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Goldilocks and the Three Incas

You've heard of "Goldilocks and the Three Bears," but what about Manco Capac and the Grand Temple of Coricancha? If you lived in Peru, you might here the tale of Manco Capac--the founder of the Inca royal family--before bed, not "Hansel and Gretel." It is said that Manco Capac arose out of the waters of Lake Titicaca with his brothers and sisters, and set off with a band of others to find the perfect site to develop a city.

The site of the city of Cuzco where Manco Capac turned to stone
After many years, Manco Capac along with his sister and wife, Mama Oqlyo, found the intersection of the Rio Tullamayo and the Rio Huantanay. At this very point, he plunged a golden staff into the ground and, declared this the site of the city of Cuzco, (which is where Coricancha now lies). However, at that moment, he turned to stone!

Life was peaceful and simple in this village throughout the Inca kings' reign, up until Viracocha Inca. Viracocha Inca's reign did not last long, however, due to the attack from the Chanca in the northeast. Although Viracocha Inca fled, his rebel royal son Yupanqui, resisted, and along with his friends defended their homes. The legend explains that during the battle, Yupanqui cried out to the stones to help and they turned into mighty warriors in his defense. They won the fight!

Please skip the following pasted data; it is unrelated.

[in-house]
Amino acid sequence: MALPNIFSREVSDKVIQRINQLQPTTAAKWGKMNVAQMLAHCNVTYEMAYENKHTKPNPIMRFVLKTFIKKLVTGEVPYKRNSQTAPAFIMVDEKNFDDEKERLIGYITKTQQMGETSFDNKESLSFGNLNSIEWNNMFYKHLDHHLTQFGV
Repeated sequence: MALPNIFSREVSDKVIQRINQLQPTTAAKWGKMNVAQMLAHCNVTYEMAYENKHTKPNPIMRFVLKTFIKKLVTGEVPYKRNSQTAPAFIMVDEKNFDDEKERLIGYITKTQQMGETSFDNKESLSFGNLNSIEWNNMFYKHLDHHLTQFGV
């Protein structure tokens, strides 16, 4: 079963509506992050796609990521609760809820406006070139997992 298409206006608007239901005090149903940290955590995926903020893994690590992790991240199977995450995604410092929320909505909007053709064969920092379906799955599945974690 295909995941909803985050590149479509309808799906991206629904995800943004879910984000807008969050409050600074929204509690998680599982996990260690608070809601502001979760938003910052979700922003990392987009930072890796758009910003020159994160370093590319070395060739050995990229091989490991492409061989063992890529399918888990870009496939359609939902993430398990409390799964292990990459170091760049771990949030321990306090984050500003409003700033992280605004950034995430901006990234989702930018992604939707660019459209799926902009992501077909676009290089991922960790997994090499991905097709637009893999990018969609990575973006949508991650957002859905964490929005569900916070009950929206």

The eye of the puma
Yupanqui regarded himself as quite the popular one and named himself the imperial title of Pachacuti, or "Earthshaker," Inti, the sun god, became his inspiration and to show his loyalty, Pachacuti constructed Coricancha, or "House of the Sun" as a temple to Inti. This temple is the most elaborate temple in the imperial city, fully embroidered in gold.

Before it was melted down, each of the gold-covered chambers, were images of the gods including Inti, Viracocha, Illapa the Lord of Thunder, and Cuichu the Rainbow. Unfortunately today, only one golden ear of maize remains from the temple in a museum. This golden ear of maize is a relic of the temple that was the center of Cuzco, the center of Tahuantinsuyu, and the center of the four quarters of the Inca world.


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